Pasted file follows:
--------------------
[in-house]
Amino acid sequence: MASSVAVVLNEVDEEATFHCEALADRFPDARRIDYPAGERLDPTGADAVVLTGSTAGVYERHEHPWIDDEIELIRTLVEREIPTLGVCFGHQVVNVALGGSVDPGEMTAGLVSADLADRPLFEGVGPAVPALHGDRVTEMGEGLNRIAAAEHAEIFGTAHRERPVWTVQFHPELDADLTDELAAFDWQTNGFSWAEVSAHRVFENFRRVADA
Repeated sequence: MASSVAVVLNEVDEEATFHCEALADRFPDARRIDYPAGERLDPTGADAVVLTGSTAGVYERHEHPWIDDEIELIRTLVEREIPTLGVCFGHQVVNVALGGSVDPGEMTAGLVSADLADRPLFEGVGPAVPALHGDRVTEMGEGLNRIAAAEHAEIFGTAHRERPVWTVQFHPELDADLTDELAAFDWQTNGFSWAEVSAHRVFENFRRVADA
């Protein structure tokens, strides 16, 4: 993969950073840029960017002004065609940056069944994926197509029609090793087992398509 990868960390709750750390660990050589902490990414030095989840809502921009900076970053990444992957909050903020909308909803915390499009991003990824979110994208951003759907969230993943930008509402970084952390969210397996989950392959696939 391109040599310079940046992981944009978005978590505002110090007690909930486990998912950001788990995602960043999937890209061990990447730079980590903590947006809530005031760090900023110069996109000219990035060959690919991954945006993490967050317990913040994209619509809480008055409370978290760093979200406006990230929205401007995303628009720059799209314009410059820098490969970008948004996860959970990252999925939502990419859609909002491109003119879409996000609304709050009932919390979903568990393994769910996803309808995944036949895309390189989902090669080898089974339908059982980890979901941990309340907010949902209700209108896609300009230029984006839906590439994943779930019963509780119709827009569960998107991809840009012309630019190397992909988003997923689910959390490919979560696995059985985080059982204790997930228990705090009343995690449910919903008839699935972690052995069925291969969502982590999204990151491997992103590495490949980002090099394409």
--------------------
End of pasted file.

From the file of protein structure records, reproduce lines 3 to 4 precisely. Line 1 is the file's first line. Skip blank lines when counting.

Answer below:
Repeated sequence: MASSVAVVLNEVDEEATFHCEALADRFPDARRIDYPAGERLDPTGADAVVLTGSTAGVYERHEHPWIDDEIELIRTLVEREIPTLGVCFGHQVVNVALGGSVDPGEMTAGLVSADLADRPLFEGVGPAVPALHGDRVTEMGEGLNRIAAAEHAEIFGTAHRERPVWTVQFHPELDADLTDELAAFDWQTNGFSWAEVSAHRVFENFRRVADA
């Protein structure tokens, strides 16, 4: 993969950073840029960017002004065609940056069944994926197509029609090793087992398509 990868960390709750750390660990050589902490990414030095989840809502921009900076970053990444992957909050903020909308909803915390499009991003990824979110994208951003759907969230993943930008509402970084952390969210397996989950392959696939 391109040599310079940046992981944009978005978590505002110090007690909930486990998912950001788990995602960043999937890209061990990447730079980590903590947006809530005031760090900023110069996109000219990035060959690919991954945006993490967050317990913040994209619509809480008055409370978290760093979200406006990230929205401007995303628009720059799209314009410059820098490969970008948004996860959970990252999925939502990419859609909002491109003119879409996000609304709050009932919390979903568990393994769910996803309808995944036949895309390189989902090669080898089974339908059982980890979901941990309340907010949902209700209108896609300009230029984006839906590439994943779930019963509780119709827009569960998107991809840009012309630019190397992909988003997923689910959390490919979560696995059985985080059982204790997930228990705090009343995690449910919903008839699935972690052995069925291969969502982590999204990151491997992103590495490949980002090099394409």